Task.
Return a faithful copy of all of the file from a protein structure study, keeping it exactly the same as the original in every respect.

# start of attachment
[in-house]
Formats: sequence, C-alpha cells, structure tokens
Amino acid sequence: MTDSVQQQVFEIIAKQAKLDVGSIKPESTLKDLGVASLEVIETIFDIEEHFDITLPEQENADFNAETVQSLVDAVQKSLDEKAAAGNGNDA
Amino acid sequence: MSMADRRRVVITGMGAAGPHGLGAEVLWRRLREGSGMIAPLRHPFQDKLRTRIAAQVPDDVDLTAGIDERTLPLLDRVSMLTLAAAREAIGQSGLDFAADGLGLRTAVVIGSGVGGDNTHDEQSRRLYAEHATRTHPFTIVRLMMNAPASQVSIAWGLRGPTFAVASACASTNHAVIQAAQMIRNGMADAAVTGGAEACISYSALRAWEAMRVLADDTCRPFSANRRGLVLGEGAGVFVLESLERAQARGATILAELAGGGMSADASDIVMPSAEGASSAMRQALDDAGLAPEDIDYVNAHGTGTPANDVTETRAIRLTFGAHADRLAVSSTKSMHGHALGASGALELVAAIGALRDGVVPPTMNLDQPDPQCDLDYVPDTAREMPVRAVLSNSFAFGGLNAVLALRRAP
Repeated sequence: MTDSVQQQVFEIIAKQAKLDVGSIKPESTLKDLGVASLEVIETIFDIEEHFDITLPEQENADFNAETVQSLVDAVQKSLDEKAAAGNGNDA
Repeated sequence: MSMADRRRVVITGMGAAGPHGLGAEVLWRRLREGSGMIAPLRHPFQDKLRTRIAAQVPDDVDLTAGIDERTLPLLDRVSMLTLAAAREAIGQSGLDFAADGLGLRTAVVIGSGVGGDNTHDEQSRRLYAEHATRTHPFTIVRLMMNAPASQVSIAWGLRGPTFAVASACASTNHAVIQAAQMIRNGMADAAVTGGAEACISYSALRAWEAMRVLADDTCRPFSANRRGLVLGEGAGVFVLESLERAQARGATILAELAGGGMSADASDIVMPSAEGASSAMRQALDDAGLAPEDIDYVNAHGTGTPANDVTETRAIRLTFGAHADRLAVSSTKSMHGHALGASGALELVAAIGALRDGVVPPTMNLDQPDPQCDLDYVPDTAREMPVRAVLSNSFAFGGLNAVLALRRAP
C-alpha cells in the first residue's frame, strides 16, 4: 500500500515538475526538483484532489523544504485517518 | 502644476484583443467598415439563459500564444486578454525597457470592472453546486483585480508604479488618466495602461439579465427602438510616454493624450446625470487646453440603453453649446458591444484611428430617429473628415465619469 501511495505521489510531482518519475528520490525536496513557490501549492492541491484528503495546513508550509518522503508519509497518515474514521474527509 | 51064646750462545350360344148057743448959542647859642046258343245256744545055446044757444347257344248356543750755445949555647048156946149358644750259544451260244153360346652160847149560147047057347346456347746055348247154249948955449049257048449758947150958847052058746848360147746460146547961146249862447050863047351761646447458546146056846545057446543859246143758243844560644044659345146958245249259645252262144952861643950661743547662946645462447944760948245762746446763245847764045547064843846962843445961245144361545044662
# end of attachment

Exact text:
[in-house]
Formats: sequence, C-alpha cells, structure tokens
Amino acid sequence: MTDSVQQQVFEIIAKQAKLDVGSIKPESTLKDLGVASLEVIETIFDIEEHFDITLPEQENADFNAETVQSLVDAVQKSLDEKAAAGNGNDA
Amino acid sequence: MSMADRRRVVITGMGAAGPHGLGAEVLWRRLREGSGMIAPLRHPFQDKLRTRIAAQVPDDVDLTAGIDERTLPLLDRVSMLTLAAAREAIGQSGLDFAADGLGLRTAVVIGSGVGGDNTHDEQSRRLYAEHATRTHPFTIVRLMMNAPASQVSIAWGLRGPTFAVASACASTNHAVIQAAQMIRNGMADAAVTGGAEACISYSALRAWEAMRVLADDTCRPFSANRRGLVLGEGAGVFVLESLERAQARGATILAELAGGGMSADASDIVMPSAEGASSAMRQALDDAGLAPEDIDYVNAHGTGTPANDVTETRAIRLTFGAHADRLAVSSTKSMHGHALGASGALELVAAIGALRDGVVPPTMNLDQPDPQCDLDYVPDTAREMPVRAVLSNSFAFGGLNAVLALRRAP
Repeated sequence: MTDSVQQQVFEIIAKQAKLDVGSIKPESTLKDLGVASLEVIETIFDIEEHFDITLPEQENADFNAETVQSLVDAVQKSLDEKAAAGNGNDA
Repeated sequence: MSMADRRRVVITGMGAAGPHGLGAEVLWRRLREGSGMIAPLRHPFQDKLRTRIAAQVPDDVDLTAGIDERTLPLLDRVSMLTLAAAREAIGQSGLDFAADGLGLRTAVVIGSGVGGDNTHDEQSRRLYAEHATRTHPFTIVRLMMNAPASQVSIAWGLRGPTFAVASACASTNHAVIQAAQMIRNGMADAAVTGGAEACISYSALRAWEAMRVLADDTCRPFSANRRGLVLGEGAGVFVLESLERAQARGATILAELAGGGMSADASDIVMPSAEGASSAMRQALDDAGLAPEDIDYVNAHGTGTPANDVTETRAIRLTFGAHADRLAVSSTKSMHGHALGASGALELVAAIGALRDGVVPPTMNLDQPDPQCDLDYVPDTAREMPVRAVLSNSFAFGGLNAVLALRRAP
C-alpha cells in the first residue's frame, strides 16, 4: 500500500515538475526538483484532489523544504485517518 | 502644476484583443467598415439563459500564444486578454525597457470592472453546486483585480508604479488618466495602461439579465427602438510616454493624450446625470487646453440603453453649446458591444484611428430617429473628415465619469 501511495505521489510531482518519475528520490525536496513557490501549492492541491484528503495546513508550509518522503508519509497518515474514521474527509 | 51064646750462545350360344148057743448959542647859642046258343245256744545055446044757444347257344248356543750755445949555647048156946149358644750259544451260244153360346652160847149560147047057347346456347746055348247154249948955449049257048449758947150958847052058746848360147746460146547961146249862447050863047351761646447458546146056846545057446543859246143758243844560644044659345146958245249259645252262144952861643950661743547662946645462447944760948245762746446763245847764045547064843846962843445961245144361545044662